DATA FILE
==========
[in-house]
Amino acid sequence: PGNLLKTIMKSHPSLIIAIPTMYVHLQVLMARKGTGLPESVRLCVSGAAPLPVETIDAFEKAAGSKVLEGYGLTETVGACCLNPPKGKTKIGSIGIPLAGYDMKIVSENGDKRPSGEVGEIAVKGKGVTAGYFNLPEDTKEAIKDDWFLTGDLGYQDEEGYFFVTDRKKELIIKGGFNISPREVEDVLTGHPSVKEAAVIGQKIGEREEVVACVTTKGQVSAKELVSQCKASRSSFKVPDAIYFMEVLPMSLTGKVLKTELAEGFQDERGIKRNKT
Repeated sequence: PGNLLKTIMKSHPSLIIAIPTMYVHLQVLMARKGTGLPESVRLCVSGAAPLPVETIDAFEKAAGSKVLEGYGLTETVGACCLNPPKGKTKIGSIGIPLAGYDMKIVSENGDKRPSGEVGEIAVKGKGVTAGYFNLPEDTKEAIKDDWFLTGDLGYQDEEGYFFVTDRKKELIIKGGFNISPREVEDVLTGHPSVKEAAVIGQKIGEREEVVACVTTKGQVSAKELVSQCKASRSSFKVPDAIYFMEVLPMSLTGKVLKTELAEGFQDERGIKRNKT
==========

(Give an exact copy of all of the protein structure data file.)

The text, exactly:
[in-house]
Amino acid sequence: PGNLLKTIMKSHPSLIIAIPTMYVHLQVLMARKGTGLPESVRLCVSGAAPLPVETIDAFEKAAGSKVLEGYGLTETVGACCLNPPKGKTKIGSIGIPLAGYDMKIVSENGDKRPSGEVGEIAVKGKGVTAGYFNLPEDTKEAIKDDWFLTGDLGYQDEEGYFFVTDRKKELIIKGGFNISPREVEDVLTGHPSVKEAAVIGQKIGEREEVVACVTTKGQVSAKELVSQCKASRSSFKVPDAIYFMEVLPMSLTGKVLKTELAEGFQDERGIKRNKT
Repeated sequence: PGNLLKTIMKSHPSLIIAIPTMYVHLQVLMARKGTGLPESVRLCVSGAAPLPVETIDAFEKAAGSKVLEGYGLTETVGACCLNPPKGKTKIGSIGIPLAGYDMKIVSENGDKRPSGEVGEIAVKGKGVTAGYFNLPEDTKEAIKDDWFLTGDLGYQDEEGYFFVTDRKKELIIKGGFNISPREVEDVLTGHPSVKEAAVIGQKIGEREEVVACVTTKGQVSAKELVSQCKASRSSFKVPDAIYFMEVLPMSLTGKVLKTELAEGFQDERGIKRNKT